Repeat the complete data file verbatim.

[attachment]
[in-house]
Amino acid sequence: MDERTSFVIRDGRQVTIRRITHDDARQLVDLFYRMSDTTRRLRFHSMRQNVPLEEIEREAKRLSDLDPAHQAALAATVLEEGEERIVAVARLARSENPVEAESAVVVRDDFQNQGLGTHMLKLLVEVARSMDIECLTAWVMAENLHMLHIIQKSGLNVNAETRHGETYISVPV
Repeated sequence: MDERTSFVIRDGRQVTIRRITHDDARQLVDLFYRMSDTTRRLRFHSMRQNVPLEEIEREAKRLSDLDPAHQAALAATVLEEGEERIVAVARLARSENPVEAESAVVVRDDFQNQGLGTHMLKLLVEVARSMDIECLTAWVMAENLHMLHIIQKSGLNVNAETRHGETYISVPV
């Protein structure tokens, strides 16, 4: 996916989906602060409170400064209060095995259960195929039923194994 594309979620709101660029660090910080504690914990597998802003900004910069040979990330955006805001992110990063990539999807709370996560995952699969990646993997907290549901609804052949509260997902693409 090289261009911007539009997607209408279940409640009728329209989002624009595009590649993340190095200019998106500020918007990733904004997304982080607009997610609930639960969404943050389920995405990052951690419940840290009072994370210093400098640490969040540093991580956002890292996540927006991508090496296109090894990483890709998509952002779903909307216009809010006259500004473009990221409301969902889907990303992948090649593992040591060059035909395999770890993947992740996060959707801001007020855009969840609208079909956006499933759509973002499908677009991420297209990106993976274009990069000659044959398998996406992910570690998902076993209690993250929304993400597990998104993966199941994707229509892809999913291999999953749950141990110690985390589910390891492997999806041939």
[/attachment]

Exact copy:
[in-house]
Amino acid sequence: MDERTSFVIRDGRQVTIRRITHDDARQLVDLFYRMSDTTRRLRFHSMRQNVPLEEIEREAKRLSDLDPAHQAALAATVLEEGEERIVAVARLARSENPVEAESAVVVRDDFQNQGLGTHMLKLLVEVARSMDIECLTAWVMAENLHMLHIIQKSGLNVNAETRHGETYISVPV
Repeated sequence: MDERTSFVIRDGRQVTIRRITHDDARQLVDLFYRMSDTTRRLRFHSMRQNVPLEEIEREAKRLSDLDPAHQAALAATVLEEGEERIVAVARLARSENPVEAESAVVVRDDFQNQGLGTHMLKLLVEVARSMDIECLTAWVMAENLHMLHIIQKSGLNVNAETRHGETYISVPV
């Protein structure tokens, strides 16, 4: 996916989906602060409170400064209060095995259960195929039923194994 594309979620709101660029660090910080504690914990597998802003900004910069040979990330955006805001992110990063990539999807709370996560995952699969990646993997907290549901609804052949509260997902693409 090289261009911007539009997607209408279940409640009728329209989002624009595009590649993340190095200019998106500020918007990733904004997304982080607009997610609930639960969404943050389920995405990052951690419940840290009072994370210093400098640490969040540093991580956002890292996540927006991508090496296109090894990483890709998509952002779903909307216009809010006259500004473009990221409301969902889907990303992948090649593992040591060059035909395999770890993947992740996060959707801001007020855009969840609208079909956006499933759509973002499908677009991420297209990106993976274009990069000659044959398998996406992910570690998902076993209690993250929304993400597990998104993966199941994707229509892809999913291999999953749950141990110690985390589910390891492997999806041939």